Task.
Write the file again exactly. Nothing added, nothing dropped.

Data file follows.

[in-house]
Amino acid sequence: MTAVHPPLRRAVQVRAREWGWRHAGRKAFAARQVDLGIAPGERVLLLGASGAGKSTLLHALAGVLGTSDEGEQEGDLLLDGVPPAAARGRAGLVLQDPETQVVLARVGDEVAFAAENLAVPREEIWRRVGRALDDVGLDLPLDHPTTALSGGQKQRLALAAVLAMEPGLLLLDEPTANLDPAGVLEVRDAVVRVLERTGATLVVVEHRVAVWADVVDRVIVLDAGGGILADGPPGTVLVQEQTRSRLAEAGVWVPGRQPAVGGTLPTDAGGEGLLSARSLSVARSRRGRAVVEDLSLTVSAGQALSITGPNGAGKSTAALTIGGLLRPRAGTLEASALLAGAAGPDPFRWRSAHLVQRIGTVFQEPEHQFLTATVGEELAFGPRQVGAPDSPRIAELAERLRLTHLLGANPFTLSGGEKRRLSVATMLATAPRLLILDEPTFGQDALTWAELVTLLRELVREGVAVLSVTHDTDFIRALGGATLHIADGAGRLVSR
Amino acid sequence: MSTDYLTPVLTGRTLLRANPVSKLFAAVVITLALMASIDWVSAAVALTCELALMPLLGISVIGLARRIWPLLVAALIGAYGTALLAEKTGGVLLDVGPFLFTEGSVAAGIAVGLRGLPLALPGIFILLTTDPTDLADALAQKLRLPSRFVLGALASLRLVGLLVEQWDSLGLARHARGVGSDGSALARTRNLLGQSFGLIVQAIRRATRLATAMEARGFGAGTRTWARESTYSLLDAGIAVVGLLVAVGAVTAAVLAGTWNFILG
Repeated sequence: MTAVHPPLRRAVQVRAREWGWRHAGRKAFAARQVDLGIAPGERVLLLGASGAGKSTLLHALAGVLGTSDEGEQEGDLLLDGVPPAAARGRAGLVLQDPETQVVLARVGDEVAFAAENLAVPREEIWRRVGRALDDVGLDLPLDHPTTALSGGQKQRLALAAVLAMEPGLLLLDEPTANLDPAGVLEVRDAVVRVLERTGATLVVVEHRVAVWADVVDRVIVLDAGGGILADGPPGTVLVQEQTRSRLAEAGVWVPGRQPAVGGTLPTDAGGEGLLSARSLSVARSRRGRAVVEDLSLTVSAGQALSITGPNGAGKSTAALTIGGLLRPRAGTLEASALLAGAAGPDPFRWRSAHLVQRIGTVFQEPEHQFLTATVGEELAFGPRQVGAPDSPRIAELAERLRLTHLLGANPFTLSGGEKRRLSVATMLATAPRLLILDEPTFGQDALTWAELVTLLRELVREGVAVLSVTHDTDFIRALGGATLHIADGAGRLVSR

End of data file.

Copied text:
[in-house]
Amino acid sequence: MTAVHPPLRRAVQVRAREWGWRHAGRKAFAARQVDLGIAPGERVLLLGASGAGKSTLLHALAGVLGTSDEGEQEGDLLLDGVPPAAARGRAGLVLQDPETQVVLARVGDEVAFAAENLAVPREEIWRRVGRALDDVGLDLPLDHPTTALSGGQKQRLALAAVLAMEPGLLLLDEPTANLDPAGVLEVRDAVVRVLERTGATLVVVEHRVAVWADVVDRVIVLDAGGGILADGPPGTVLVQEQTRSRLAEAGVWVPGRQPAVGGTLPTDAGGEGLLSARSLSVARSRRGRAVVEDLSLTVSAGQALSITGPNGAGKSTAALTIGGLLRPRAGTLEASALLAGAAGPDPFRWRSAHLVQRIGTVFQEPEHQFLTATVGEELAFGPRQVGAPDSPRIAELAERLRLTHLLGANPFTLSGGEKRRLSVATMLATAPRLLILDEPTFGQDALTWAELVTLLRELVREGVAVLSVTHDTDFIRALGGATLHIADGAGRLVSR
Amino acid sequence: MSTDYLTPVLTGRTLLRANPVSKLFAAVVITLALMASIDWVSAAVALTCELALMPLLGISVIGLARRIWPLLVAALIGAYGTALLAEKTGGVLLDVGPFLFTEGSVAAGIAVGLRGLPLALPGIFILLTTDPTDLADALAQKLRLPSRFVLGALASLRLVGLLVEQWDSLGLARHARGVGSDGSALARTRNLLGQSFGLIVQAIRRATRLATAMEARGFGAGTRTWARESTYSLLDAGIAVVGLLVAVGAVTAAVLAGTWNFILG
Repeated sequence: MTAVHPPLRRAVQVRAREWGWRHAGRKAFAARQVDLGIAPGERVLLLGASGAGKSTLLHALAGVLGTSDEGEQEGDLLLDGVPPAAARGRAGLVLQDPETQVVLARVGDEVAFAAENLAVPREEIWRRVGRALDDVGLDLPLDHPTTALSGGQKQRLALAAVLAMEPGLLLLDEPTANLDPAGVLEVRDAVVRVLERTGATLVVVEHRVAVWADVVDRVIVLDAGGGILADGPPGTVLVQEQTRSRLAEAGVWVPGRQPAVGGTLPTDAGGEGLLSARSLSVARSRRGRAVVEDLSLTVSAGQALSITGPNGAGKSTAALTIGGLLRPRAGTLEASALLAGAAGPDPFRWRSAHLVQRIGTVFQEPEHQFLTATVGEELAFGPRQVGAPDSPRIAELAERLRLTHLLGANPFTLSGGEKRRLSVATMLATAPRLLILDEPTFGQDALTWAELVTLLRELVREGVAVLSVTHDTDFIRALGGATLHIADGAGRLVSR